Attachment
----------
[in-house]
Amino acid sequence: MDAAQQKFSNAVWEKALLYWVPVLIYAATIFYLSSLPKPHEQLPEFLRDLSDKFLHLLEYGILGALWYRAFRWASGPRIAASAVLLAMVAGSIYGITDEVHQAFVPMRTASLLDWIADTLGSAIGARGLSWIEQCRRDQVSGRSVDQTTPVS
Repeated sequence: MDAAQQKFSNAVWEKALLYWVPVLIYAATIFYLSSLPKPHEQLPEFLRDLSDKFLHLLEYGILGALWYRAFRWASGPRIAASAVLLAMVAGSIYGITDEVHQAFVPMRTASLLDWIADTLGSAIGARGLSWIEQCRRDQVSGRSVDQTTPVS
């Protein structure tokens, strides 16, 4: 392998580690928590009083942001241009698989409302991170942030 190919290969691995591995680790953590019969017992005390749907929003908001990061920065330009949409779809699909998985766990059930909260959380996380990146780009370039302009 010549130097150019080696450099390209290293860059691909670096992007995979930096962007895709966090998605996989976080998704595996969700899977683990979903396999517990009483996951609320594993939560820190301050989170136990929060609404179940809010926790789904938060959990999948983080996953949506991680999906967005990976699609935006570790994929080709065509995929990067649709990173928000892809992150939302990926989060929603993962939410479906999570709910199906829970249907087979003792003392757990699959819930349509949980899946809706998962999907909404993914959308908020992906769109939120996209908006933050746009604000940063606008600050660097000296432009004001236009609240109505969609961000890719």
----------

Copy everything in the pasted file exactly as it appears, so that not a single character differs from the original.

[in-house]
Amino acid sequence: MDAAQQKFSNAVWEKALLYWVPVLIYAATIFYLSSLPKPHEQLPEFLRDLSDKFLHLLEYGILGALWYRAFRWASGPRIAASAVLLAMVAGSIYGITDEVHQAFVPMRTASLLDWIADTLGSAIGARGLSWIEQCRRDQVSGRSVDQTTPVS
Repeated sequence: MDAAQQKFSNAVWEKALLYWVPVLIYAATIFYLSSLPKPHEQLPEFLRDLSDKFLHLLEYGILGALWYRAFRWASGPRIAASAVLLAMVAGSIYGITDEVHQAFVPMRTASLLDWIADTLGSAIGARGLSWIEQCRRDQVSGRSVDQTTPVS
């Protein structure tokens, strides 16, 4: 392998580690928590009083942001241009698989409302991170942030 190919290969691995591995680790953590019969017992005390749907929003908001990061920065330009949409779809699909998985766990059930909260959380996380990146780009370039302009 010549130097150019080696450099390209290293860059691909670096992007995979930096962007895709966090998605996989976080998704595996969700899977683990979903396999517990009483996951609320594993939560820190301050989170136990929060609404179940809010926790789904938060959990999948983080996953949506991680999906967005990976699609935006570790994929080709065509995929990067649709990173928000892809992150939302990926989060929603993962939410479906999570709910199906829970249907087979003792003392757990699959819930349509949980899946809706998962999907909404993914959308908020992906769109939120996209908006933050746009604000940063606008600050660097000296432009004001236009609240109505969609961000890719």